We are over the eastern pool of the Challenger Deep and making final preparations for our first dive. Victor has just gotten into the sub to power up and run through the pre-dive checklist. I board in about 30 minutes. We aim to be off the hook and pumping down at 8am local time. Fine seas (<1 meter wave + swell), winds about 15kts and yesterday’s squally weather breaking up. A great day for diving!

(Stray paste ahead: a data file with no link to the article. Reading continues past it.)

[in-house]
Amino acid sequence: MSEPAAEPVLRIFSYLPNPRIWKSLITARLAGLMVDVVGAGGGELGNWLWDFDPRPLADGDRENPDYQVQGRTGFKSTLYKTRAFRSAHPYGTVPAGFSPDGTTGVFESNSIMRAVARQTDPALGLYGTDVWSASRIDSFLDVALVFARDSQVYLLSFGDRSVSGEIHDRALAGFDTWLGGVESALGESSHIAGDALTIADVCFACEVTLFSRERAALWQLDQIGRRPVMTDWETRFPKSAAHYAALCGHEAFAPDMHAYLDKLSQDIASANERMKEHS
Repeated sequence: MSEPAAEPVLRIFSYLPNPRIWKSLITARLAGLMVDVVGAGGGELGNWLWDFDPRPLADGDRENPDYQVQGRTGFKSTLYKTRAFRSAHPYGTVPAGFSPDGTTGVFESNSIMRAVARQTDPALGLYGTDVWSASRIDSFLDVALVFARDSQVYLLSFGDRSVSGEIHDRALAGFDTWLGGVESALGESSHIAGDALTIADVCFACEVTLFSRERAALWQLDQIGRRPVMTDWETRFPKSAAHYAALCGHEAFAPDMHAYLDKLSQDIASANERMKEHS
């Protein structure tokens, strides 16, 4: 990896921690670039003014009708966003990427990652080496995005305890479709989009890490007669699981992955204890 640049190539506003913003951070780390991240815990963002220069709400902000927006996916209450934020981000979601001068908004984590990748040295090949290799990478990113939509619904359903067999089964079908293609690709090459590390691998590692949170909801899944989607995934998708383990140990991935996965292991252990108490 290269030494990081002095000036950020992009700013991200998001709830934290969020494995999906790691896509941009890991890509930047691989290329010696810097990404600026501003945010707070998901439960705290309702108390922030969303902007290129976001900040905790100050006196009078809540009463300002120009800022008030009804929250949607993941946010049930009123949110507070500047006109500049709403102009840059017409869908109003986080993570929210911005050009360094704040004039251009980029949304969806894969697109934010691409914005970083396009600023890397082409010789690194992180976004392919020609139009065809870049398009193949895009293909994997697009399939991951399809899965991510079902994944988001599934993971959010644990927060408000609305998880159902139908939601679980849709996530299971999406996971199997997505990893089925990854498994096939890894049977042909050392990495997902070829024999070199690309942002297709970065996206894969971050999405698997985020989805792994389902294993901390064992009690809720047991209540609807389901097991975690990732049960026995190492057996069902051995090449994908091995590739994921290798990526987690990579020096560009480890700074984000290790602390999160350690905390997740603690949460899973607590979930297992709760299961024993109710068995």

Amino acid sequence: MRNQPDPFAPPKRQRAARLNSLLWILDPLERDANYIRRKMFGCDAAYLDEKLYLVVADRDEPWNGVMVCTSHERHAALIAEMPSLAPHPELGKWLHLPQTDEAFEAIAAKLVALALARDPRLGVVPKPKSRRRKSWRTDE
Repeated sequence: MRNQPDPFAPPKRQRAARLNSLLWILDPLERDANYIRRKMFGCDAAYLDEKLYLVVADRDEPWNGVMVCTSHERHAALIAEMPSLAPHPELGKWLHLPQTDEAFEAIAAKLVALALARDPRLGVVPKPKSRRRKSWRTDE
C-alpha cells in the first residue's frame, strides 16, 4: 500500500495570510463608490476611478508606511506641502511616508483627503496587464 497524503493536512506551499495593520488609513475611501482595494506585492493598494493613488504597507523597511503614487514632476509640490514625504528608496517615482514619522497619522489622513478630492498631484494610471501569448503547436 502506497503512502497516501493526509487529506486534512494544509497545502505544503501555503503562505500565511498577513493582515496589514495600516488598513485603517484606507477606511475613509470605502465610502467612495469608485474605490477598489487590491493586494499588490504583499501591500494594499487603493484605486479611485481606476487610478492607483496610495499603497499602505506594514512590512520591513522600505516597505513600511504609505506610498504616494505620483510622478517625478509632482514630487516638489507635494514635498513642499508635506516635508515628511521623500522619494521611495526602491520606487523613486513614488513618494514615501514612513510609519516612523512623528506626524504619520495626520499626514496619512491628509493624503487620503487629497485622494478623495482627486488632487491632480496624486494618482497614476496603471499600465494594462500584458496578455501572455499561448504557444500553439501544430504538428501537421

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If you put Everest into the Challenger Deep, it’s summit would be more than a mile below sea level. On the other hand, seven miles (the distance we’ll go down) is just half the length of Manhattan island. What makes walking the length of Manhattan, summiting Everest and reaching the bottom of the Challenger deep such wildly different challenges is air pressure. Pressure change along the length of Manhattan is essentially zero. From sea level to Everest? About 70% less air pressure at the summit than at sea level (1013 millibars to 253). Pressure at the bottom of the Challenger Deep? Over 1,000 times that at sea level (15,750 pounds per square inch, versus 14.7 at sea level).